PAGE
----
If that sounds hyperbolic, we must acknowledge how easy it is for us to excuse the professional foul by our team. A bean ball by an opposing pitcher we call a headhunter. But when our guy throws it it's just a “brush-back,” a time-honored warning. We see our linebacker as a hard player; but last year, when he played for our rival, he was a thug. Did he have a criminal record then? Maybe, but now we imagine him redeemed.

Studies have shown that violence in the game, particularly if perceived as unfair, increases the likelihood of violent acts by spectators. Fan violence is further magnified by strong identification with the team, underlying racial and ethnic tensions, social alienation, alcohol consumption, and predominance of young men in the crowd. The 2011 savage beating of Bryan Stow, a Giants fan, by two Dodger fans is a recent and egregious example .

Most of us seek the spectacle of the game to escape the struggles and banality of everyday life: we want to see exceptional displays of skill, strategy, teamwork, character, and yes, aggression, but within the rules of the game, what researcher Jennings Bryant termed “ sanctioned violence .” And that’s the purpose of penalties: to keep aggression in check.

Spectators recognize a spectrum for permissible vs. unacceptable aggression in sport, and we’re gripped by the tension between them. To disavow our interest in the varied displays of aggression would be hypocritical, denying a core aspect of our complex humanity. Experimental evidence in mice supports Freud’s hypothesis that aggression is rewarding in itself, akin to sex; and it’s mediated by the same brain neurochemistry.

As the president of Ultimate Fighting Championship (UFC), Dana White, tells CNN: “Everyone loves a fight. It's in our DNA ... if you're in an intersection and there's a basketball game on one corner, a soccer game on another, a baseball game on the third, and a fight on the fourth, everyone will go watch the fight.”

But we want to see that aggression channeled, contained, ‘sublimated’ as we analysts say, on artful but safe display. Jennings Bryant concludes that the fans’ moral judgment of the lawfulness of their team’s violent actions mitigates the satisfaction felt even at the defeat of a hated rival team.

When players genuinely recognize and acknowledge one another, it marks the game for us as a humane competition.

Since we seek organized displays of aggression, we cannot deny our complicity when players are routinely hurt in the service of our entertainment. Can we convince ourselves that the brain injury that so often and predictably comes from playing in the NFL is a side matter, separate from our enjoyment of big hits? Do we pretend that the New Orleans Saints’ bounty system for disabling opponents was an aberration? Don’t we feel queasy at the promotion of games as wars between enemies? Are we devoid of responsibility for uncritically supporting the NFL, which dangles enormous sums in front of players some of whom have little more to market than their capacity to inflict or bear life-altering injury?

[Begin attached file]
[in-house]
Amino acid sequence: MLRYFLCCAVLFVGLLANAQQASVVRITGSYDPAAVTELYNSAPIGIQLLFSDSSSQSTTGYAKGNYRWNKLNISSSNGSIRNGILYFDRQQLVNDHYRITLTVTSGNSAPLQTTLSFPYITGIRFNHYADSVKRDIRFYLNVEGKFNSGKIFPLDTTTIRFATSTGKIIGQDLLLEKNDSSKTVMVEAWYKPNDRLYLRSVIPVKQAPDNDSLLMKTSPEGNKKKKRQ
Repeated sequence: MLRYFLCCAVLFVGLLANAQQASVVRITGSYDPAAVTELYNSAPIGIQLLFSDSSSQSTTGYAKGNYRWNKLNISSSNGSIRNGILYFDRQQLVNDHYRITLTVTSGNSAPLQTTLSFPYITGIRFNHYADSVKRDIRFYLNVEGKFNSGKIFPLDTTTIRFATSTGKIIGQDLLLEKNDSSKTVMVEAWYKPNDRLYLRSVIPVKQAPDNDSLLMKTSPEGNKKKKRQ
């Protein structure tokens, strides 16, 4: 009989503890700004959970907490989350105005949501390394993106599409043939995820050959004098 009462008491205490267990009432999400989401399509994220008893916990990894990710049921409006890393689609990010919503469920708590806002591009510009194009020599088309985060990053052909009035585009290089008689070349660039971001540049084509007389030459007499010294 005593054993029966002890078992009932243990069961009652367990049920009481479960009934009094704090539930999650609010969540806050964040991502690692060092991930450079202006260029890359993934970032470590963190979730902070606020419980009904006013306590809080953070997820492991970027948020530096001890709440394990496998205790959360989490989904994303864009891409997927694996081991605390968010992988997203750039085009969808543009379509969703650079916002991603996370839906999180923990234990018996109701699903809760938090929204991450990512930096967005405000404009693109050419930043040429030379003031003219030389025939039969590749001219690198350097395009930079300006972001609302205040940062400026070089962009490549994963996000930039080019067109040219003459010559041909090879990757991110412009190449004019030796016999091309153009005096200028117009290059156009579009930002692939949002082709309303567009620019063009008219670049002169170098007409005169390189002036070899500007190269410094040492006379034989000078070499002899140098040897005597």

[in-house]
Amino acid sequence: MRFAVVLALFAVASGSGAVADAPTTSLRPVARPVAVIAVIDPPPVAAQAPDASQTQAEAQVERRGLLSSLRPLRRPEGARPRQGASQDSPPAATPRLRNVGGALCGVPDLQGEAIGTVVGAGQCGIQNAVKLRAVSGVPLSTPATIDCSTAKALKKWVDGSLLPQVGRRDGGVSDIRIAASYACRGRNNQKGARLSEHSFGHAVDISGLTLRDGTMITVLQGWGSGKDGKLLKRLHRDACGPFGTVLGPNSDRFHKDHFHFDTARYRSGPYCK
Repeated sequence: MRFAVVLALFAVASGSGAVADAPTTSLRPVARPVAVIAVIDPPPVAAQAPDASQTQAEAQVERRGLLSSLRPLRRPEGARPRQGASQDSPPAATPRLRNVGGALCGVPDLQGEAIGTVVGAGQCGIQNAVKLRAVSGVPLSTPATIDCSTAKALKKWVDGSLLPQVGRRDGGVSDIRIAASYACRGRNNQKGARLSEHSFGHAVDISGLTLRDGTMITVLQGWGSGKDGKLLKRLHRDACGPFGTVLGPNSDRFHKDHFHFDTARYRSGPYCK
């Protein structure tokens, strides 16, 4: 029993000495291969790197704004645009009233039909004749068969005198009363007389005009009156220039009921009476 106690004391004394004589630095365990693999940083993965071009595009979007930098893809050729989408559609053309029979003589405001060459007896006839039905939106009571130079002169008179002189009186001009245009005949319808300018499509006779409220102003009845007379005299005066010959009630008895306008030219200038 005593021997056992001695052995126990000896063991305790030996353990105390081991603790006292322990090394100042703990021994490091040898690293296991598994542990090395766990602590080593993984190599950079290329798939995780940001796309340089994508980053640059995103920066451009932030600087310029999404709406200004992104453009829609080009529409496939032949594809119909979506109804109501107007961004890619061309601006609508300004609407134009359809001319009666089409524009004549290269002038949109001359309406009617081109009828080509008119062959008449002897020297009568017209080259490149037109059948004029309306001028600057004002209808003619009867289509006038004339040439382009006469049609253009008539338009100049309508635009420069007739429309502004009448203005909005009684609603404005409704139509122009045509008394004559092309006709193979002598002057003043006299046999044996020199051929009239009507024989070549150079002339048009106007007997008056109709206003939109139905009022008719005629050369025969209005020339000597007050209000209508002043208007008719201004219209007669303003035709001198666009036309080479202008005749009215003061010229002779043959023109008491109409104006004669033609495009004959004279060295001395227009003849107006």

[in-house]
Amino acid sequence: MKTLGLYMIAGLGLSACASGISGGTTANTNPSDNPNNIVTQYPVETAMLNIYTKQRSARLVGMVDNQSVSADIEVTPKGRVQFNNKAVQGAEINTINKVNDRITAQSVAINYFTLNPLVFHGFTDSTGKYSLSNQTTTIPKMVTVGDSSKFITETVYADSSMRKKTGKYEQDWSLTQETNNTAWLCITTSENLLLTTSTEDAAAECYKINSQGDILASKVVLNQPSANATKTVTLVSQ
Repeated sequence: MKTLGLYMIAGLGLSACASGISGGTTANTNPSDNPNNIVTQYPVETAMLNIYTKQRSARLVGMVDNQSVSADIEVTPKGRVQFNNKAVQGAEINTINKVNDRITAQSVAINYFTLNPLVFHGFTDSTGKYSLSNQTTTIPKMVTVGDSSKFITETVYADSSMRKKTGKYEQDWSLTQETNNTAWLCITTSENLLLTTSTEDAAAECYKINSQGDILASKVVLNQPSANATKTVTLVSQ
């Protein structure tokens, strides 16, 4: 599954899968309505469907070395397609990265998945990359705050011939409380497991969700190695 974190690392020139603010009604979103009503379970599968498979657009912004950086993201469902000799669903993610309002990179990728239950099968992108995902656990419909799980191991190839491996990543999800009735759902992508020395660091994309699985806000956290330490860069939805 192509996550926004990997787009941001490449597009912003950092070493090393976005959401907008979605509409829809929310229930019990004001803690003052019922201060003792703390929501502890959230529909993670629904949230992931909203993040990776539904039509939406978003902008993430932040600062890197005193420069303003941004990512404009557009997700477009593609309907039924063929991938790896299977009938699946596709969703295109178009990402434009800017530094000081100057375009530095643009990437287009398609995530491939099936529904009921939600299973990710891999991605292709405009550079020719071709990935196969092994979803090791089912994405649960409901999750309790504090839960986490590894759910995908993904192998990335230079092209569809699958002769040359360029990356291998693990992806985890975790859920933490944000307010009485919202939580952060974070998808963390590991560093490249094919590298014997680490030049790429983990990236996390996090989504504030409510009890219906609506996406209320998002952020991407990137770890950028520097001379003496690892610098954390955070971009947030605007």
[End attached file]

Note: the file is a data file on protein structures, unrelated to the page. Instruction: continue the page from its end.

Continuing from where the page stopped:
We need to balance our appetite to watch aggressive sports action with the other side of our natures, the part that wants to affirm our identification with the humanity and vulnerability of the players on both sides. When players genuinely recognize and acknowledge one another, it marks the game for us as a humane competition. That exchange at first base tempers our sense of blood rivalry and reminds us that it is actually a game. We can indulge in the fantasy of do-or-die because we’re reassured that those are not really the stakes.

  • Are Fans To Blame For Violence In NFL?
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  • Bill Littlefield :  Can We Really Expect Football Culture To Change If We Don’t Want It To?

Headshot of Leonard L. Glass

Leonard L. Glass Cognoscenti contributor Leonard L. Glass, M.D. is a psychiatrist and psychoanalyst. He is also an associate clinical professor of psychiatry at Harvard Medical School and a senior attending psychiatrist at McLean Hospital.

More from WBUR

Is Violence in Sports Inevitable?

The New Orleans Saints' bounty-hunting scandal has rocked the NFL and provoked widespread outrage about the ethical violations involved in paying athletes to injure other players.

But underlying the whole drama are often overlooked questions about the role that violence plays in athletic sports -- and not just in football. Sports like hockey, boxing and NASCAR thrive on fights, hits and explosions.

Fans have a thirst for violence and studies show that, within limits, as aggression goes up, so does viewership.

PHOTOS: 'Bounty-Gate' Just the Latest in Football Scandals

While the Saints clearly crossed a line by rewarding players for hurting others, what's still fuzzy is where that line lies. Violence as a form of cheating is considered bad, but for now, brain-rattling collisions are still acceptable.